MPs discuss ways to achieve gender equality at CSW63

MPs discuss ways to achieve gender equality at CSW63
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The IPU and UN Women held a joint parliamentary event at the 63rd Session of the Commission on the Status of Women (CSW63) on 13 March 2019 in New York. Participants at the event discussed ways of making social protection programmes more gender responsive.

The parliamentary event, Investing in gender equality: Parliaments ensuring social protection, public services and infrastructure deliver for women and girls, was attended by over 170 people, including three women Speakers from Namibia, Togo and Zimbabwe; 110 MPs from 35 countries, of which 100 were women; parliamentary staff; government officials; and representatives of international and non-governmental organizations.

Social protection programmes are crucial to creating a sustainable society: they protect people from poverty and assure the equal distribution of public services, such as health, water and sanitation. Unfortunately, they are often designed without taking women’s needs and changing roles into consideration and are based on outdated gender roles. Parliaments play an important role in ensuring that the programmes help women by allocating adequate resources to gender equality and by overseeing social protection programmes.

The parliamentary event aimed to share best practices of parliaments. Participants suggested four ways to make sure that social protection, public services and infrastructure could advance gender equality. First, MPs should promote the adoption of laws that give legal status to social protection programmes and to gender-responsive budgeting. Second, parliaments should carry out oversight to guarantee that the design and implementation of social protection, public services and infrastructure take into account women’s needs and realities and are adequately financed. Third, parliamentarians should engage more with citizens, especially women and young people, to build the political will to achieve gender equality, and should consult with women on public policy design. Fourth, parliaments themselves have to be gender equal by increasing the number of women MPs, ensuring women MPs are represented in leadership positions, and gender-mainstreaming structures in parliament.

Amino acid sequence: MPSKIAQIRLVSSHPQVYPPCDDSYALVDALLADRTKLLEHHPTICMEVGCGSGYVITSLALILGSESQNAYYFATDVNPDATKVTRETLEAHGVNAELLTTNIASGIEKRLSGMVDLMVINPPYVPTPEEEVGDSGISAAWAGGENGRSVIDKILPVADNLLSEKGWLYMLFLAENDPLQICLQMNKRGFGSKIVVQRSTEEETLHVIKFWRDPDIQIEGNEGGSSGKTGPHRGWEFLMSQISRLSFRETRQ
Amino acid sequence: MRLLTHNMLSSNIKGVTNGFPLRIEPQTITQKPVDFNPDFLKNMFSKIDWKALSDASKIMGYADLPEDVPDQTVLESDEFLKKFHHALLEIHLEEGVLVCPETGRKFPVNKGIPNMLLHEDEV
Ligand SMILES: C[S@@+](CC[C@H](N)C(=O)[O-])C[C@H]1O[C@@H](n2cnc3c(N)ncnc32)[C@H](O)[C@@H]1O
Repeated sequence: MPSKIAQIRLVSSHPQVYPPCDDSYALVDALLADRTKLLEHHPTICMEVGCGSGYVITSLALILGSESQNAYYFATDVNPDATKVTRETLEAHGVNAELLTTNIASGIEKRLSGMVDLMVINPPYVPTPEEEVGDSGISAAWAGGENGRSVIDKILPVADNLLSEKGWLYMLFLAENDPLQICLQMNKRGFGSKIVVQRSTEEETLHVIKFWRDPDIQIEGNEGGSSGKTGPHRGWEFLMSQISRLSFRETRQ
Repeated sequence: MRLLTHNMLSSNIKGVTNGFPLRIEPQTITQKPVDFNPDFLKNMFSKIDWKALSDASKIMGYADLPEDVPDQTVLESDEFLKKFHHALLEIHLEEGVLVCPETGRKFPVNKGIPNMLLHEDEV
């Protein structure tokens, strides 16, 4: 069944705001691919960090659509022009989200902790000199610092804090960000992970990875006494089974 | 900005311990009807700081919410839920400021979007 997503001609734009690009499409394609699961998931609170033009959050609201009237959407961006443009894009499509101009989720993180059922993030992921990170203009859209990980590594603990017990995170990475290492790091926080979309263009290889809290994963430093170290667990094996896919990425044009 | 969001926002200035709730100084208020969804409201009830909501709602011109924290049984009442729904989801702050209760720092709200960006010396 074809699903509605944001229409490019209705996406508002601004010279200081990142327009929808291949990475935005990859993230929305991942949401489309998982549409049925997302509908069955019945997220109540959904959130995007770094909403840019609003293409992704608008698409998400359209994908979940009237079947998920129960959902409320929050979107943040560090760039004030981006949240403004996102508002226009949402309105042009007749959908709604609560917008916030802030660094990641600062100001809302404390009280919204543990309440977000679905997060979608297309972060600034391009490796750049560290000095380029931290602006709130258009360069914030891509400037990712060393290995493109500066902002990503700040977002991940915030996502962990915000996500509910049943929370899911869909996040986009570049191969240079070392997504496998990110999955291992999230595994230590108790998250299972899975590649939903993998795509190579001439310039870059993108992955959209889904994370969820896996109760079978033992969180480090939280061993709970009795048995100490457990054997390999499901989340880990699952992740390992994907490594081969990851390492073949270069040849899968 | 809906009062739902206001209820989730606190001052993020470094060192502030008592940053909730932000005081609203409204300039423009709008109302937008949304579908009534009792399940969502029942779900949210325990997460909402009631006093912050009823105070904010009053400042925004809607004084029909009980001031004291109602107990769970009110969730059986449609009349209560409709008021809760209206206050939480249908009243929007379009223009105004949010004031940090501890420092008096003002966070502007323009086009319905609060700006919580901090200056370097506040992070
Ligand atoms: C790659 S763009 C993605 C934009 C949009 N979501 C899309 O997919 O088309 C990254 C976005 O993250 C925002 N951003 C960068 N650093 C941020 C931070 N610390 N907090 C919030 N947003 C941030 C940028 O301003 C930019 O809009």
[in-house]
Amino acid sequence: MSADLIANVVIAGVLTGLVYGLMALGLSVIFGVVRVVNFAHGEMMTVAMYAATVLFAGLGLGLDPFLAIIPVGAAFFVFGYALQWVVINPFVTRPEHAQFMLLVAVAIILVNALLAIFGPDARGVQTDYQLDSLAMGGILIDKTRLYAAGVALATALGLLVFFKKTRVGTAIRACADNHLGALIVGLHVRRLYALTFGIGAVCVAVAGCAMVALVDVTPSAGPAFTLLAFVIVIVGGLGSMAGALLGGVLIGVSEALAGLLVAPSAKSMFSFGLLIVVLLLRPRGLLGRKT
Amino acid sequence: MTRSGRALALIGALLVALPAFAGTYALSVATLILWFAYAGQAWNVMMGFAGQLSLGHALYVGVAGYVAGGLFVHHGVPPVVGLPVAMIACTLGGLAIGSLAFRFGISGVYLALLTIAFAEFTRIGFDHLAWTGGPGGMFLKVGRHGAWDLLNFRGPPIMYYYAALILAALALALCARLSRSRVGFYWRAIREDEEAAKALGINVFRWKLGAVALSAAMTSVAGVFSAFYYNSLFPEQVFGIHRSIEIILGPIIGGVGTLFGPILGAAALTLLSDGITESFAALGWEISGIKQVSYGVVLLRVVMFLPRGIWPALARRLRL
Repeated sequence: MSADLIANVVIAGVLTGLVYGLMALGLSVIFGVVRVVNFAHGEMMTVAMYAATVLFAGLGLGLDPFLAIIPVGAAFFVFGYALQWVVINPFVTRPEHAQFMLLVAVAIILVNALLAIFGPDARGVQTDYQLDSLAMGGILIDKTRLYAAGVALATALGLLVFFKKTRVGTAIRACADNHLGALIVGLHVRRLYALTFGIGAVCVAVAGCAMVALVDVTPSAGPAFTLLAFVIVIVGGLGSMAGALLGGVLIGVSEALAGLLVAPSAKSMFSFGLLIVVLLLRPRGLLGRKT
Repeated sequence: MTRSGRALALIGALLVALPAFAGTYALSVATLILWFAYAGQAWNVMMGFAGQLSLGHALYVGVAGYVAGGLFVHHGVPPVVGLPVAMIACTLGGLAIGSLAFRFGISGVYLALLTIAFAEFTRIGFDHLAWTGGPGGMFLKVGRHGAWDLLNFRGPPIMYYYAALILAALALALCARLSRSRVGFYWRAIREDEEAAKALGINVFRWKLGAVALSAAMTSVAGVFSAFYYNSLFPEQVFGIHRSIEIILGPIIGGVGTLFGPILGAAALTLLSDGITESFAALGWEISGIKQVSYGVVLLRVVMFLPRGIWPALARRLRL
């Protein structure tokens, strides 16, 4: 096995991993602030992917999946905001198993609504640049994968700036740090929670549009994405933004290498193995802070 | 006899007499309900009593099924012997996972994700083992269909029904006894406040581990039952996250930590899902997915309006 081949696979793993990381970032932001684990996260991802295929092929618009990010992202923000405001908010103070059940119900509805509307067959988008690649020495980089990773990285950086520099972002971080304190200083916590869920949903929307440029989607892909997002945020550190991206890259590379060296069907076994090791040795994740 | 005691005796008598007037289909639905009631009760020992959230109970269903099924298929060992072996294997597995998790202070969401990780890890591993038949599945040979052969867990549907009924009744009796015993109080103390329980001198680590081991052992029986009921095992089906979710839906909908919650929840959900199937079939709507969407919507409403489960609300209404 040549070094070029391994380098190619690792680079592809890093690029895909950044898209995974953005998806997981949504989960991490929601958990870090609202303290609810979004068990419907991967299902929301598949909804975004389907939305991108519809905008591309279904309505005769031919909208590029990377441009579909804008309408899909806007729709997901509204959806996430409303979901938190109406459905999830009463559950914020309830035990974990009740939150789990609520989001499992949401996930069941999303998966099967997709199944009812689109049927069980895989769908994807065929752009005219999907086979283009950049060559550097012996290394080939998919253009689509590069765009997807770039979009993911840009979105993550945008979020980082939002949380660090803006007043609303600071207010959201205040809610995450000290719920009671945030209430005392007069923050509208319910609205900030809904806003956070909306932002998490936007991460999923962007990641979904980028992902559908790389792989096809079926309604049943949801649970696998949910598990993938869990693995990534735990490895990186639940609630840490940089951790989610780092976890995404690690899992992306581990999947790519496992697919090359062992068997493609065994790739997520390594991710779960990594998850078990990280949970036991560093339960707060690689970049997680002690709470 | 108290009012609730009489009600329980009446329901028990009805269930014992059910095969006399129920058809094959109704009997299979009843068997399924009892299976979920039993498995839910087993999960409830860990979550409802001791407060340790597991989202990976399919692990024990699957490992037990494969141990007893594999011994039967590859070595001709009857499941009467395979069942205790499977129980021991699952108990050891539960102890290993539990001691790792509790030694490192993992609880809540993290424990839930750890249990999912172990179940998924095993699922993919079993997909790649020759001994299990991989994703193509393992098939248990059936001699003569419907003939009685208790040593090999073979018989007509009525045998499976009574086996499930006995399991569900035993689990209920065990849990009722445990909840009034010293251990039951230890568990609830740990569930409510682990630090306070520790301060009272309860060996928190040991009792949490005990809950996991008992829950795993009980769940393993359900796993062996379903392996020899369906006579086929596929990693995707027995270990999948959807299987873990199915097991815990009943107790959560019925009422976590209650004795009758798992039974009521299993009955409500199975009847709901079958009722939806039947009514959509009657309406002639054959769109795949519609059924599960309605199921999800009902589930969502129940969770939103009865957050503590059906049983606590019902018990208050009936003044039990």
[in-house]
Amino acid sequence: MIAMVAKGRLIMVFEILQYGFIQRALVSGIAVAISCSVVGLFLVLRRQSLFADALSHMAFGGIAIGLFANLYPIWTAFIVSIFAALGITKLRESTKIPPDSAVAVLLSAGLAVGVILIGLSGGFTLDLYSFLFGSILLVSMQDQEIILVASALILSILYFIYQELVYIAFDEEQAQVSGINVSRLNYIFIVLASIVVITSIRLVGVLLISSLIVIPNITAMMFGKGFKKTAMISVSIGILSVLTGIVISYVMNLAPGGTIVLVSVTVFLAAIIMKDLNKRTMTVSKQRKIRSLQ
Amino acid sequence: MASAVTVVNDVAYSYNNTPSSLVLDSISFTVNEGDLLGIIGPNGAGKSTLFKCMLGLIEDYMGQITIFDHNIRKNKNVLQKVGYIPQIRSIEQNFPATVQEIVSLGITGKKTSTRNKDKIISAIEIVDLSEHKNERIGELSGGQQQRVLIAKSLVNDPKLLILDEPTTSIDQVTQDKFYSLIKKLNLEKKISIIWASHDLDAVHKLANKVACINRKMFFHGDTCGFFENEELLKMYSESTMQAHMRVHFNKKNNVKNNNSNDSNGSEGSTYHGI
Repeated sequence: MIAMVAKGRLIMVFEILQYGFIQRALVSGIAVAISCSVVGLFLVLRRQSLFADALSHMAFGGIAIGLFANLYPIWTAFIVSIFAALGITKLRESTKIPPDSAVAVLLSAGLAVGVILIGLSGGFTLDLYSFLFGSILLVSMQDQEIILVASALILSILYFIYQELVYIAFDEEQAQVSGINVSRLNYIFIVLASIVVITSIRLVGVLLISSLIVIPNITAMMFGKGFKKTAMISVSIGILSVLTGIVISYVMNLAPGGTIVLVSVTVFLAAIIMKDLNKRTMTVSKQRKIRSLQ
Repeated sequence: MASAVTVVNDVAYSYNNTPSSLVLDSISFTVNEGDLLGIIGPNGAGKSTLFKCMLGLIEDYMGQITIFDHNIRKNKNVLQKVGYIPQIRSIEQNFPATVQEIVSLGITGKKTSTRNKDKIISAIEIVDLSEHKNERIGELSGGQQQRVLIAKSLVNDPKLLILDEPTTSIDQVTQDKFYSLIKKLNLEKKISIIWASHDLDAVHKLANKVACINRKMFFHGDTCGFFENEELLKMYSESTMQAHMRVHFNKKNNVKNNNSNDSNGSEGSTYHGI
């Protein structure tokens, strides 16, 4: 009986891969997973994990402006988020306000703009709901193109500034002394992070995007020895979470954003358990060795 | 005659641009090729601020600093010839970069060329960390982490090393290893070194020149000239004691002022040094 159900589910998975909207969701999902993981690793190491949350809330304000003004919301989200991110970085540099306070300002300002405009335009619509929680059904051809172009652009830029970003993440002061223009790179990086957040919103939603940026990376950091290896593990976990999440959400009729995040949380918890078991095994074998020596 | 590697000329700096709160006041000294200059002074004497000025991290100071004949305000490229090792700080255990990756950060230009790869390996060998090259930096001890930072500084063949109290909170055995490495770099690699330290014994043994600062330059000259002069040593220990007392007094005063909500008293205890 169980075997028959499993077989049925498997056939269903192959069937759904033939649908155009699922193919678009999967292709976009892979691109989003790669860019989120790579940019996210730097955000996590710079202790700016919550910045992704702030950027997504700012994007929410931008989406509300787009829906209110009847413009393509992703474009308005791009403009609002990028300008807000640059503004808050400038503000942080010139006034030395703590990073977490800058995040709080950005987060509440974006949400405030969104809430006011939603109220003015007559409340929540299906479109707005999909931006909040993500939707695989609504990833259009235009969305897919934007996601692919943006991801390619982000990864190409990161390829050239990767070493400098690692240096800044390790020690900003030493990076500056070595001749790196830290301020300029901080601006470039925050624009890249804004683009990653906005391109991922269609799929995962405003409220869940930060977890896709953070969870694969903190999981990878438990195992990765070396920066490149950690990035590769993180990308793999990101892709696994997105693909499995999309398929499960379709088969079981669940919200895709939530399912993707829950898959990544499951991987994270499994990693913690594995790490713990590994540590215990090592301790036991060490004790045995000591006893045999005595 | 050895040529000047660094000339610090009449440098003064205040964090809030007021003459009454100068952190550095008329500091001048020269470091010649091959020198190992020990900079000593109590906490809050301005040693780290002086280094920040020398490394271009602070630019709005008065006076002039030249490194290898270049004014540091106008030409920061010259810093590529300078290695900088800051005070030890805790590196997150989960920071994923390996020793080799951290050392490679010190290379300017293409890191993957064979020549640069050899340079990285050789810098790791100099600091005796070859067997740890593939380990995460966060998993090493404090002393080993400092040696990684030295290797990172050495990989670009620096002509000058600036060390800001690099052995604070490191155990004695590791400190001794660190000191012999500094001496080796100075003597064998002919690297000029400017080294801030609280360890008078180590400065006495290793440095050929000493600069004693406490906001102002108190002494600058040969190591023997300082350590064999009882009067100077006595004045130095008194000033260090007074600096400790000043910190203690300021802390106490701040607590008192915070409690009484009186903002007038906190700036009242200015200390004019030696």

The IPU also co-organized three side events on sexism and gender equality, all of which were well-attended with over 100 people at each. On 12 March, the IPU and the Permanent Mission of Finland to the United Nations organized an event, Sexism, Harassment and Violence against Women Parliamentarians. Participants took stock of the legal measures and policies taken to combat violence against women MPs and to share best practices. The event aimed to strengthen partnerships at global, regional and local levels, and to increase the impact of the work on this issue.

Two side events took place on 14 March. The first one, organized by the IPU, UN Women and the Permanent Missions of Trinidad and Tobago, Fiji, Albania and Canada, was called From Critical Mass to Gender Parity—Women in Decision-Making Do Make a Difference! Participants discussed how women leaders have brought about positive change, especially in social protection programmes and in eliminating gender-based violence.

The second side event, organized by the IPU, UN Women and the Permanent Missions of Trinidad and Tobago, was titled Data on Women in Politics: Getting to Equal? Using findings from the IPU's report, Women in Parliament and UN Women’s research into local government, participants examined the trends of women in politics.